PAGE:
Spy Vibers with a taste for adventure might enjoy a stay in the 007 suite at the 7 Hotel in Paris. In addition to this ultra-cool lounge area, the suite includes a large glass shower, modern furniture, and a golden gun-style lamp. Some of their suites have rotating design features, and I have seen two backgrounds for this lounge on-line. Reservations start at 447 euros. More info at the hotel website. This style of lit-alcove design reminds me of some of the 1960s-inspired interiors at the Mirage in Las Vegas.

August 25, 2012


Spy Vibe is dedicated to a time when new technology, space-age vision, and a young generation with playful flair, independence (and pocket money), combined to ignite a revolution in the Arts. Although the space program, for some, became a symbol of the nationalistic and militaristic culture of the older generation- and an extension of the Cold War, I believe that there was a forward-reaching spirit of science and exploration at its heart. One of the fearless pioneers in that program, Neil Armstrong, has passed away at the age of 82. The first human being to set foot on the moon on July 20th, 1969, Armstrong was never at ease being in the public eye and chose to lead a private life. You can read his obituary in the Washington Post.

The development of space suits had a large impact on fashion in the 1960s. New synthetic fabrics designed to withstand the cosmos found their way into the hands of young artists and designers, who molded it into space-age dresses, boots, hats, and eyewear. The fashion, as embraced by youth, symbolized a futuristic attitude, and according to Jane Pavitt (Royal College of Art/V&A Museum), it also reflected the deeper anxieties that people had about the dangers of new technology and radioactive fallout.

Neil Armstrong's suit is in the collection of the Smithsonian. Manufactured by ILC Industries, it was made from beta cloth, rubber, nylon, plastic, aluminum, brass, and neoprene. From the Smithsonian: "The lunar spacesuits were designed to provide a life sustaining environment for the astronaut during periods of extra vehicular activity or during unpressurized spacecraft operation. They permitted maximum mobility and were designed to be worn with relative comfort for up to 115 hours in conjunction with the liquid cooling garment. If necessary, they were also capable of being worn for 14 days in an unpressurized mode. 

The spacesuit has the designation A-7L, and was constructed in the Extra-vehicular or EV configuration.

 NASA transferred the spacesuit to the National Air and Space Museum in 1971." I have not read any of the Armstrong biographies, but I wonder if such a private man might have found comfort in the singularity of one's task and in the isolation of the cockpit- or encased in the mobile environment below. Rest in peace. For more on space fashion, check out the many books in Spy Vibe's secure Amazon store.

August 24, 2012


In celebration of the 50th anniversary of the James Bond films, IFC in NYC is screening a BOND-A-THON of every Sean Connery 007 film- including Never Say Never Again (1983)! The series will run between Aug. 26th and Sept. 1st. "Outfitted with the coolest gadgets, the driest martinis (shaken, not stirred) and the curviest co-stars, Sean Connery created one of the screen’s most indelible and iconic characters. Although succeeded by other actors, he’s never been surpassed, and, on his golden anniversary, Connery’s effortlessly suave superspy remains the gold standard. After all, you never forget your first Bond." IFC is located at 323 Avenue of the Americas, at Third Street, Greenwich Village. See the complete schedule at the IFC website. NY Times announcement here.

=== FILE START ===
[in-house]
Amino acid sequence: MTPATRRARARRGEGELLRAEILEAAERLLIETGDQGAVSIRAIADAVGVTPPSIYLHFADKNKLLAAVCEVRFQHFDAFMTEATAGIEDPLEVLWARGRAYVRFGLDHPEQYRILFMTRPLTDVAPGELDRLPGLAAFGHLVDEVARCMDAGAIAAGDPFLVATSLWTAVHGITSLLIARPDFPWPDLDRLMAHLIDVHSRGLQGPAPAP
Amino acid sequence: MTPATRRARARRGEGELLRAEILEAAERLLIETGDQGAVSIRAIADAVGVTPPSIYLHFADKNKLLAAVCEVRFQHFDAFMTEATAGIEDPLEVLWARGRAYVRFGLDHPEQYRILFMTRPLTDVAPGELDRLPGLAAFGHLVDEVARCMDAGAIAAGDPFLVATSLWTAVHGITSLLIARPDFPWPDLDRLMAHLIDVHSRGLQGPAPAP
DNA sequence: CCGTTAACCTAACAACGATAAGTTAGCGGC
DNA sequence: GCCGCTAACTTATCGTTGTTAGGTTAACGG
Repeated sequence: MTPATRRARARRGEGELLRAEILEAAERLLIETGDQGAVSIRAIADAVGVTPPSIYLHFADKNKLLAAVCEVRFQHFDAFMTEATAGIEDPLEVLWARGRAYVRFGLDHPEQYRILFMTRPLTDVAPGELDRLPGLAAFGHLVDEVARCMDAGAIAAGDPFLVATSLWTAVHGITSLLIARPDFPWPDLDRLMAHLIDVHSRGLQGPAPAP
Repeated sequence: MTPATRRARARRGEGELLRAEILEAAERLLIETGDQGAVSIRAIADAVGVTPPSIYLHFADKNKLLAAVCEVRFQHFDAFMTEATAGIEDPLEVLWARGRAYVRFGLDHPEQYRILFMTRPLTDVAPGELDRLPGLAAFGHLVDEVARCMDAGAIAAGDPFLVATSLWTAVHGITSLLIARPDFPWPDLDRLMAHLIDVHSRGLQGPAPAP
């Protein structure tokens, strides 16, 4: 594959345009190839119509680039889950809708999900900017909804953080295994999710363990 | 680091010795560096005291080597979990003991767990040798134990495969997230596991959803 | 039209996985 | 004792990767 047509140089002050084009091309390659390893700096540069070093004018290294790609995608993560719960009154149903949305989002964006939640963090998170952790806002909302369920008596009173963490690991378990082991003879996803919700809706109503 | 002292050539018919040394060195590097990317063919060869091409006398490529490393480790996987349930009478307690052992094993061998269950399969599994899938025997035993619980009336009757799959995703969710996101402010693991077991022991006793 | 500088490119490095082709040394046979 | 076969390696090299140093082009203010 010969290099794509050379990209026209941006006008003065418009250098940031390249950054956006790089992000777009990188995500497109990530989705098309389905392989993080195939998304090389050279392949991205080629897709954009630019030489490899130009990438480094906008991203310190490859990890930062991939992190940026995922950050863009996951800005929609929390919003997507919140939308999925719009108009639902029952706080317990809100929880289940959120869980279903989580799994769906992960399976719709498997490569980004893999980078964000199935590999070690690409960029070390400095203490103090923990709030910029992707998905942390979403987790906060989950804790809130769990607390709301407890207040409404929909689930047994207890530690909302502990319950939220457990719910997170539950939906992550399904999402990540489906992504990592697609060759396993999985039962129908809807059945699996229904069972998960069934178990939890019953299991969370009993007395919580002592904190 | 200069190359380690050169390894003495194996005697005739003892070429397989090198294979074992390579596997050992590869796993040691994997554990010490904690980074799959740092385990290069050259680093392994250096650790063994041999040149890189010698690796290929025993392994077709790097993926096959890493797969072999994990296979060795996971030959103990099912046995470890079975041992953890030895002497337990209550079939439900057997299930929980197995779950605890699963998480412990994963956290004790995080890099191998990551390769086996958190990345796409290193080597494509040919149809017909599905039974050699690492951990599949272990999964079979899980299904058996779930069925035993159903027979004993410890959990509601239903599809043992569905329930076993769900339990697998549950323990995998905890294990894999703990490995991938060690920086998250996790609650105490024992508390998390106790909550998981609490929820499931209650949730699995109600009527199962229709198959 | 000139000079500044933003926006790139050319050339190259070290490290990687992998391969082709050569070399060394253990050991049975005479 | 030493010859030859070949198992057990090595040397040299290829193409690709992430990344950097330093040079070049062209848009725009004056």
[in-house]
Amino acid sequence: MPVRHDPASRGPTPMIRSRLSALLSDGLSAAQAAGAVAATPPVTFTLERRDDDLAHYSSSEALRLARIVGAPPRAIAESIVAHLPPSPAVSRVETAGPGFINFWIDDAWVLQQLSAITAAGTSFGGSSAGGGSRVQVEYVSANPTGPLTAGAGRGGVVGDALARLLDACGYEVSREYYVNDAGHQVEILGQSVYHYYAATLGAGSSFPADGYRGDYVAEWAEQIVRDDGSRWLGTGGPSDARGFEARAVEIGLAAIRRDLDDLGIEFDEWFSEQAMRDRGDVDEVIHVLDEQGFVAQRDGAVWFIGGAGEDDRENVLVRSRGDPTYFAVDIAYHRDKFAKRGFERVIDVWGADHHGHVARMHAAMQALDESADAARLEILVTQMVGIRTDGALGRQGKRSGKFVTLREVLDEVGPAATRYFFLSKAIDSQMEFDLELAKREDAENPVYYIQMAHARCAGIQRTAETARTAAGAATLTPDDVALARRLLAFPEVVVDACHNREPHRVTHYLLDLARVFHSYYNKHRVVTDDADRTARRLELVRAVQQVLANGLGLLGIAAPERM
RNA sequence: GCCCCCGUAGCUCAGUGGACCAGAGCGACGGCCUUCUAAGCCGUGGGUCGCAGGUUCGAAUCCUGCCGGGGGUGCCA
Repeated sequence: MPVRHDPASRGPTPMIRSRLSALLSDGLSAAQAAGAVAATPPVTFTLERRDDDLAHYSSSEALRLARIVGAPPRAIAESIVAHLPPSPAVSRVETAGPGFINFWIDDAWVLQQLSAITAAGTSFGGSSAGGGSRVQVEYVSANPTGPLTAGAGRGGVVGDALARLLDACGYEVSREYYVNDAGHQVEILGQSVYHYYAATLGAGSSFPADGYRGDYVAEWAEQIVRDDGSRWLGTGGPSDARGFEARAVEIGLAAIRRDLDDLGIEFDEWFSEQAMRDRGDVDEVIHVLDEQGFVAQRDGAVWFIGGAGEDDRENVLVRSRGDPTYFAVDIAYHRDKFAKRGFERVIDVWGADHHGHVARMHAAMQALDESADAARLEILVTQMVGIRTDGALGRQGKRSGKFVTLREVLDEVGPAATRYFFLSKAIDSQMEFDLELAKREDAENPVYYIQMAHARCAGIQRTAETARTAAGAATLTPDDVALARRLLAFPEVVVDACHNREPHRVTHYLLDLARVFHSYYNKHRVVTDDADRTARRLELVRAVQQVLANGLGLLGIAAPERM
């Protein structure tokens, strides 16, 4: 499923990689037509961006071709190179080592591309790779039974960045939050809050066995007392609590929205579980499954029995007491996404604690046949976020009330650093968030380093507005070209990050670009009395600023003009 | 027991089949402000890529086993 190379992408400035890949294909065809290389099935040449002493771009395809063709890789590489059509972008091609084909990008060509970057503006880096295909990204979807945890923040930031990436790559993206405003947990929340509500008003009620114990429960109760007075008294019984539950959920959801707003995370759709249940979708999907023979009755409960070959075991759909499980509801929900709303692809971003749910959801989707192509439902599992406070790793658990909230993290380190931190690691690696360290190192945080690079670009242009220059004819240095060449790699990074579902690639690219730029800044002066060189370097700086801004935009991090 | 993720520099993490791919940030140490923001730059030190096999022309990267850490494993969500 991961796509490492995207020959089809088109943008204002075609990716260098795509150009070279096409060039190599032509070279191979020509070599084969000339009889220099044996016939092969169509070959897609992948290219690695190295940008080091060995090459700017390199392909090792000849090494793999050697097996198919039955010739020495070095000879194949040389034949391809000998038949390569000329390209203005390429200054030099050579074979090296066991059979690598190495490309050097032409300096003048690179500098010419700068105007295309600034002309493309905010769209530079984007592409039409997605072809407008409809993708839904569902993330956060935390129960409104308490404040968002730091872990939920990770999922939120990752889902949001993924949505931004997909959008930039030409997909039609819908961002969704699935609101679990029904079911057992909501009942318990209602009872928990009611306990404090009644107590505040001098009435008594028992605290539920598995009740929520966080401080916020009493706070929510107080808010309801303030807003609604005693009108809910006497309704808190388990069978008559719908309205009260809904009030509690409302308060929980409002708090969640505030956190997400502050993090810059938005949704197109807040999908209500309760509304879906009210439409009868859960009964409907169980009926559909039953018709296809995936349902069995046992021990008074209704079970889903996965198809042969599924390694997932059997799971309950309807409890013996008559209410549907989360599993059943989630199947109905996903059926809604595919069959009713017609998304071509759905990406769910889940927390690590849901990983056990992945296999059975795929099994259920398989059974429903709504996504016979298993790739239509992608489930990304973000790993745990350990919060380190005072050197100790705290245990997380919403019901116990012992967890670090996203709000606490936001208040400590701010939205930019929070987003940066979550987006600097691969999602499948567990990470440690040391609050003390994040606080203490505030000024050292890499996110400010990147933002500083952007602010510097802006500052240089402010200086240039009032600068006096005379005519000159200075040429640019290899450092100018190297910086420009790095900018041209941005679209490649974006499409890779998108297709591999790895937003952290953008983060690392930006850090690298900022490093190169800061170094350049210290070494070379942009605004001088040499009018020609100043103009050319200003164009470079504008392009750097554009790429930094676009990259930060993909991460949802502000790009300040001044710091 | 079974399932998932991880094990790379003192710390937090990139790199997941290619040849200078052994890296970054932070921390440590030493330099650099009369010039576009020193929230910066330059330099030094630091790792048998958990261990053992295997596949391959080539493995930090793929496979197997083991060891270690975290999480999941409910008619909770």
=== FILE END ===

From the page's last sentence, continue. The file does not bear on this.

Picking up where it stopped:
August 23, 2012


MI6 Confidential is releasing two new issues of their illustrated magazine and are offering a special that will save readers some shipping costs from the UK. Issue #16 celebrates the 50th anniversary of "Dr. No". As nobody knew quite what an international sensation Ian Fleming's spy would become on the silver screen, this issue is a fascinating snapshot in time just before Bond Fever hit. 

Issue #16:
His Name Is Bond - Sean Connery: from milkman to spy
Being Bond - In his own words, Connery reveals his approach to playing 007
The Man With The Platinum Hands - Meet 007's first megalomaniacal foe
The Girl Who Has Everything - Swiss beauty Ursula Andress makes a splash
Danger Man - When the action heats up, veteran stuntman Bob Simmons stands in
The Women Of 007 - Meet the other ladies vying for Bond's attention
Commander Jamaica - The "Dr. No" crew discuss shooting on location
Hero Number One - Realising Ian Fleming's imagination on the silver screen

Issue #17 previews the new adventure "Skyfall" including an exclusive interview with stunt coordinator Gary Powell about the stunts, spills & thrills of Daniel Craig's third outing as 007. Other features cover the new Bond Girls, the Barbican exhibition, inside the EON archive, and much more. More info at MI6Confidential

Issue #17:
Skyfall Action - Exclusive interview with stunt coordinator Gary Powell
Entente Cordiale - Bérénice Marlohe joins a long list of French Bond Girls
All About Eve - Naomie Harris plays an MI6 field agent in "Skyfall"
007 Legends - Activision lift the lid on their ambitious new videogame
50 Years Of Bond Style At The Barbican - Take a tour of the new exhibition
Inside The EON Archive - Exclusive interview with Archive Director Meg Simmonds
Sunspel In 007 Heaven - Recreating James Bond's iconic shorts
The Bond Connection - Ex-Special Ops agent Aaron Cohen reveals the secrets of "Haywire"